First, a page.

An investigation has been carried out in order to define the process of rotating stall inception in a low-speed, low hub–tip ratio fan. Based on elementary cascade analysis, the fan would be expected to stall from the root. However, considerable experimental evidence indicates that tip stall is more frequently incurred. Although the analysis has been undertaken for a specific fan, it is considered to be representative of a broad range of machines. The analysis has involved two primary considerations, first the effect of streamtube contraction, which has been studied theoretically, and second, real flow effects (those not contained in the theoretical model), which have been studied experimentally. The study of streamtube contraction indicates that the root rematches to a more stable operating point, thus alleviating some of the problems in that region. The experimental investigation was undertaken on an isolated rotor, with successive build modifications to increase the likelihood of rotating stall inception at the root. It was apparent that real fluid effects tended to steepen the root pressure rise characteristic, thus enhancing the stability in that region. The performance of the fan at the tip tended to be poor, providing a pressure characteristic with a lower negative gradient than anticipated, indicating less stability than simple flow models would suggest. Hot-wire flow mapping at the rotor exit supported the overall conclusion that the rotor showed a strong reluctance to stall at the root apparently due to “centrifuging” of the boundary layer toward the tip.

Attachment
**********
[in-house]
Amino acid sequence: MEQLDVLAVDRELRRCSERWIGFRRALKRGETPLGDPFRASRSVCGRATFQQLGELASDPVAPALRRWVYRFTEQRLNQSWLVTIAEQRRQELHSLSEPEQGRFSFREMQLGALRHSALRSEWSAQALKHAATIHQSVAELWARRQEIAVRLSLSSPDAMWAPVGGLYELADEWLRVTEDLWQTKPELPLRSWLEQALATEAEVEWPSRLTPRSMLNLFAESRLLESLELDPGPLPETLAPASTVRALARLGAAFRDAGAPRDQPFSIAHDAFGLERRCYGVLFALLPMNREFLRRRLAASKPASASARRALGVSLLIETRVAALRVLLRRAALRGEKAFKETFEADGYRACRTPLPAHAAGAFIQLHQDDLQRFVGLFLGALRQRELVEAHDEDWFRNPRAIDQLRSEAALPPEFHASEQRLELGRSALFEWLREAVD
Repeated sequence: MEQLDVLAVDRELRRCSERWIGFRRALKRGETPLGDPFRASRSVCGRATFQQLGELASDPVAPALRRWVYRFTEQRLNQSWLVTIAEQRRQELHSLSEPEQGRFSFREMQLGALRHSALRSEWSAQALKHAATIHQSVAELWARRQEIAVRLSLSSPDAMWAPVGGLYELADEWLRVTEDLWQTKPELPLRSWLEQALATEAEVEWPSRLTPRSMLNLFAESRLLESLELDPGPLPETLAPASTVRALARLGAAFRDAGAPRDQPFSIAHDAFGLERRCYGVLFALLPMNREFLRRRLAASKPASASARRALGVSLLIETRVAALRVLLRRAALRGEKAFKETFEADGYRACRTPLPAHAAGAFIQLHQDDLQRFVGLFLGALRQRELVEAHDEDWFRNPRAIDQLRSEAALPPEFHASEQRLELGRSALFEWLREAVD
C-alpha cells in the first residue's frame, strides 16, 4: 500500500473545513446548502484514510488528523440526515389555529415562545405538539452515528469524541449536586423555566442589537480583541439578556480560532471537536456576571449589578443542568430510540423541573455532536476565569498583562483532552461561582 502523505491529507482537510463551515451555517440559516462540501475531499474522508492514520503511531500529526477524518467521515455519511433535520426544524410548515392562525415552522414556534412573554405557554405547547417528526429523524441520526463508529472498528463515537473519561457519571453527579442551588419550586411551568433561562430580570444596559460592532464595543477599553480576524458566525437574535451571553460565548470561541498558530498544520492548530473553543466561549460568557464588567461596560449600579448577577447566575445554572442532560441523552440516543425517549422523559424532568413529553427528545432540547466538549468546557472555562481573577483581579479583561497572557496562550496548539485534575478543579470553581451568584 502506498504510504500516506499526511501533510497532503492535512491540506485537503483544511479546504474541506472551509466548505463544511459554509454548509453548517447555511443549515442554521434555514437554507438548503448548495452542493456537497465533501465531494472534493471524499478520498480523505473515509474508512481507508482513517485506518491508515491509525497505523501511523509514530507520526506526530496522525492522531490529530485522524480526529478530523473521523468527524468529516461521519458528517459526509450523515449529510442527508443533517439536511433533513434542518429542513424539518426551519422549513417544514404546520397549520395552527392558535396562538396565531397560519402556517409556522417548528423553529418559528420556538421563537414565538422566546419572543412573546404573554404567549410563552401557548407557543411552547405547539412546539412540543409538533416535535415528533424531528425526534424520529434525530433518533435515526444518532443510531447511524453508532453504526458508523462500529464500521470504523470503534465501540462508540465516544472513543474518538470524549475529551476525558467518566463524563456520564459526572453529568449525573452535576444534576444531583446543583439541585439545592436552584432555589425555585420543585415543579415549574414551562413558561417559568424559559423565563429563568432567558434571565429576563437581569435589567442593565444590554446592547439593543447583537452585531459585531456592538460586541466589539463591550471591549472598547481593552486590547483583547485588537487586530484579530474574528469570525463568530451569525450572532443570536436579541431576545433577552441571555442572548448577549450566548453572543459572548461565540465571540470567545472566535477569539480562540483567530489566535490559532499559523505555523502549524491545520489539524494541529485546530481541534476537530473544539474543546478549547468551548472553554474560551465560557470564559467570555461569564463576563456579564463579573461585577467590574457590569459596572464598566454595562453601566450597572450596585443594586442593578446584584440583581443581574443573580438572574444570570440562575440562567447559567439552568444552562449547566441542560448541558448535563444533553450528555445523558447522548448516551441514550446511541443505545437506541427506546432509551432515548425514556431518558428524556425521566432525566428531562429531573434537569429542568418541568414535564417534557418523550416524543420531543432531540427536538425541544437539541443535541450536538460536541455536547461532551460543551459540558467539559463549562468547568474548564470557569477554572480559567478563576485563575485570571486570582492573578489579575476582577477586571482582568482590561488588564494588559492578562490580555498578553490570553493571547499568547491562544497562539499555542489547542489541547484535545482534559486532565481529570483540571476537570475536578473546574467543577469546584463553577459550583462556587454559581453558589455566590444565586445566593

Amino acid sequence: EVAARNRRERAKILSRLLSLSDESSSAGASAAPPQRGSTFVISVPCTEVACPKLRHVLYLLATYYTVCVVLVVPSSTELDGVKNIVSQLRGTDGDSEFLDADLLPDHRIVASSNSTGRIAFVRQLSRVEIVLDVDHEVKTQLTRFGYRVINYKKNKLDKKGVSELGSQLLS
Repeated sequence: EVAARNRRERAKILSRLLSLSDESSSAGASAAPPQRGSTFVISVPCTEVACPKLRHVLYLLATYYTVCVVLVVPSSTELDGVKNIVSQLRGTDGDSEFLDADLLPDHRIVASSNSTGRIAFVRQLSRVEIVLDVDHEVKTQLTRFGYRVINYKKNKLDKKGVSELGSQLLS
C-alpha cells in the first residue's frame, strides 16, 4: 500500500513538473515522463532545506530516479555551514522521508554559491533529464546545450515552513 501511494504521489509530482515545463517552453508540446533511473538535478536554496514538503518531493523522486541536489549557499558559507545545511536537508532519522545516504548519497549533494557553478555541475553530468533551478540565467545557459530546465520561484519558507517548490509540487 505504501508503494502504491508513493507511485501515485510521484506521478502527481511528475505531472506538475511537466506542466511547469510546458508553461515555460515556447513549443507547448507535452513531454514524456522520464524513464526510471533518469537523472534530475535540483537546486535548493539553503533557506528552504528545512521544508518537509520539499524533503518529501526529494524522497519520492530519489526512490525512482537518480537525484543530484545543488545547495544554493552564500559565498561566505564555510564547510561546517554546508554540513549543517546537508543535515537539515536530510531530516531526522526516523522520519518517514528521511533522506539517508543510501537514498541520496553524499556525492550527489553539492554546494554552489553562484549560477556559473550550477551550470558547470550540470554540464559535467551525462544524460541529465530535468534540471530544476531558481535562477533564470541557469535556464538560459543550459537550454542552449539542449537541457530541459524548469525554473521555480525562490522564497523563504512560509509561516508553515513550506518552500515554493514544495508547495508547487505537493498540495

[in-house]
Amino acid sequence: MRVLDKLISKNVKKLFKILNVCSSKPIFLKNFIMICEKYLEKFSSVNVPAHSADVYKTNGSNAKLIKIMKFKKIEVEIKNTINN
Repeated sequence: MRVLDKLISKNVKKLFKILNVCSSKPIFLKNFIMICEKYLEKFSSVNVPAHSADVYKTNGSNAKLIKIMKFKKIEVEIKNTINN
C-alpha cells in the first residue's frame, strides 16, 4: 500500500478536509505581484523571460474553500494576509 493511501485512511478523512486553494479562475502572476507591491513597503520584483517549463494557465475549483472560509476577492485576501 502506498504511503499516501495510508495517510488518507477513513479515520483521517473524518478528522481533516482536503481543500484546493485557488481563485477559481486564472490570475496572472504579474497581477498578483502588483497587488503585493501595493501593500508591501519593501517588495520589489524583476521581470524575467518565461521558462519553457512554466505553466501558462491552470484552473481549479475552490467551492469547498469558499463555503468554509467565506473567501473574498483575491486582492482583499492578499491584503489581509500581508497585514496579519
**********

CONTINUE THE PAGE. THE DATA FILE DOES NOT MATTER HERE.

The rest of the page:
This content is only available via PDF.
You do not currently have access to this content.